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2007 Montefalco Rosso, 'Sololoro', Az. Agr. Fontecolle, Umbria
Originally from Rome, the Pompili family have been grape-growers (vignaoli) since the 1960s. During the 1990s they began to experiment by bottling their own fruit, culminating with Duccio (Aldo) Pompili, the latest generation, making the switch to winemaker (enologo) in 2003.
The tiny (4.5ha) Fontecolle estate (7.5 ha of ancient olive trees) is planted predominantly to Sagrantino at 450 metres on steep free-draining stony soils. Further down the hill, on flatter deeper clay-rich soils is also found some Sangiovese, Merlot and Cabernet Sauvignon; ingredients for the Montefalco Rosso. Duccio tends his vines without recourse to pesticides or herbicides, but refuses to get drawn into a discussion about organics.
Fermentation of only free-run juice takes place in 20hl small static stainless-steel vats before being transferred to new and used french 500 litre Saury tonneau for malo and affinamento/elevage.
The Montefalco Rosso, generally a blend of 60% Sangiovese, 15% Sagrantino, 25% Merlot & Cabernet Sauvignon sees 12 months oak affinamento and 6 months stainless-steel before release. The 100% Sagrantino de Montefalco (Secco) sees 18 months new french oak and 12 months in stainless-steel prior to bottling.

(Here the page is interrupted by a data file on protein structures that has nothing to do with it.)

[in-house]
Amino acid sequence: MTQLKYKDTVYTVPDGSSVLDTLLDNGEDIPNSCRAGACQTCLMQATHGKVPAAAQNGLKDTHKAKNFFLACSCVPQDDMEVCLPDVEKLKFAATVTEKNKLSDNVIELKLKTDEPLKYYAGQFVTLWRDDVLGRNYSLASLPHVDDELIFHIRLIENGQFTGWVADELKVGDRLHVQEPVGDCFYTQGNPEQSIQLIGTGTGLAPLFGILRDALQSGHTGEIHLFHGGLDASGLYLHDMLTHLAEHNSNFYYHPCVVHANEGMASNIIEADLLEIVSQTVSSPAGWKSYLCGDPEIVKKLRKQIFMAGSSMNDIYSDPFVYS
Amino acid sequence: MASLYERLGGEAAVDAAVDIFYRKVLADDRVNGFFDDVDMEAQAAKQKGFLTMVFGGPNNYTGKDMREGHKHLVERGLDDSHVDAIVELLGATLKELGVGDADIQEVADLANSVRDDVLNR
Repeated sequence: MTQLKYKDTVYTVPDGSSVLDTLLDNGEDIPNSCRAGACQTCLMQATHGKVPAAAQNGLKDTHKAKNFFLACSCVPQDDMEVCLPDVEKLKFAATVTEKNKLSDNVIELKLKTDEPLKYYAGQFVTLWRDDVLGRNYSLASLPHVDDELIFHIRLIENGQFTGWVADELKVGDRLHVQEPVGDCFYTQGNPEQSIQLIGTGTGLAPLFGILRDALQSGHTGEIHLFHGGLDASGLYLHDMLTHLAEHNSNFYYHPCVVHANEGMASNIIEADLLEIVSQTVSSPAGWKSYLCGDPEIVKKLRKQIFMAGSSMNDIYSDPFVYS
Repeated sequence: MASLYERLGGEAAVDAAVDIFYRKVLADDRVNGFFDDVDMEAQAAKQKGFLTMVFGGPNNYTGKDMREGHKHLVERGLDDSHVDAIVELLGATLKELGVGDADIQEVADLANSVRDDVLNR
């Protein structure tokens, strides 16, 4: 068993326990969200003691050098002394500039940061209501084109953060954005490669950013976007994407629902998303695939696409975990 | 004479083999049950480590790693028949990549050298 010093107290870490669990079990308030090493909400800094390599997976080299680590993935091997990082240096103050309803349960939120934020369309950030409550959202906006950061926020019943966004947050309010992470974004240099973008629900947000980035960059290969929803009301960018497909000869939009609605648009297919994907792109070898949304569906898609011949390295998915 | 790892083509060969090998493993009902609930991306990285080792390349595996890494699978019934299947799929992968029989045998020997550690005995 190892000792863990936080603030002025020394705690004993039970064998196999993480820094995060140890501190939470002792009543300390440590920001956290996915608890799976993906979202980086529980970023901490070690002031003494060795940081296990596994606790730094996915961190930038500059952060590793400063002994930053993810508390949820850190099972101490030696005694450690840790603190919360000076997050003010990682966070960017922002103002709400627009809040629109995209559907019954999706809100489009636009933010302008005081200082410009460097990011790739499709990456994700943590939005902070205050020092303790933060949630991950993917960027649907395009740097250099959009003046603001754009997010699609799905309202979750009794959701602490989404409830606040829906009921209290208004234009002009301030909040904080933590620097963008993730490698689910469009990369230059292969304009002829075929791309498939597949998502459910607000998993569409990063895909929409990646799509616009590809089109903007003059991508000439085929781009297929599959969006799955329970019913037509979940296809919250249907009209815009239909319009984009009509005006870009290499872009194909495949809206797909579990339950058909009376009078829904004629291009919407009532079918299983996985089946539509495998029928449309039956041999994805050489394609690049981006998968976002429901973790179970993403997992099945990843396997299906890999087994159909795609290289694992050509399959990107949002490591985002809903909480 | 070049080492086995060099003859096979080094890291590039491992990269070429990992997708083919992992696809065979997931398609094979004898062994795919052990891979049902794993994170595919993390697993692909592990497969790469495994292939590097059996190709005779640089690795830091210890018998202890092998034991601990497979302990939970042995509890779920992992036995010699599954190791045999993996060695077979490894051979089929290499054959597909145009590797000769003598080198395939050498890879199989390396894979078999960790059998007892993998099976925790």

There are over 200 different grape varieties used in modern wine making (from a total of over 1000). Most lesser known blends and varieties are traditional to specific parts of the world.
Of the many native red grape wines recently revived in Italy, Sagrantino di Montefalco - Umbria's flagship wine - is one of the most distinctive. With its impressive complexity and longevity, it has the qualities to become the region's most famous wine, despite the fact that this low-yielding Sagrantino grape makes up a mere 6% of Umbria's total wine production.
The vinous reputation of central Italy rests on long-established commercial wines such as Chianti, Brunello di Montalcino or Vino Nobile de Montepulciano, based on the "omnipresent" Sangiovese grape and its clones, but Sagrantino of Montefalco can hold its own in any confrontation.
Sagrantino of Montefalco has one of the lowest maximum yields at 48 hl/ha, and must be aged for 30 months pre-release, of which 12 months must be in wood - increasingly French barriques. It is a garnet-red with muscular tannins and full body, a subtle scent of violet petals, an aroma and bouquet reminiscent of blackberries. Montefalco Rosso is an earlier drinking blend of Sangiovese (60-70%), Sagrantino (10-15%), Cabernet Sauvignon, Merlot (15-30%).
The Sagrantino grape reaches its apogee as a passito style wine, produced from partially dried grapes: full-bodied, mellow, spicy, with robust alcoholic strength of over 14 %, and a garnet red colour. The trend towards dry/Secco wines has only outstripped the sweet over the past 15 - 20 years.
Recommended Producer: Az. Agr. Fontecolle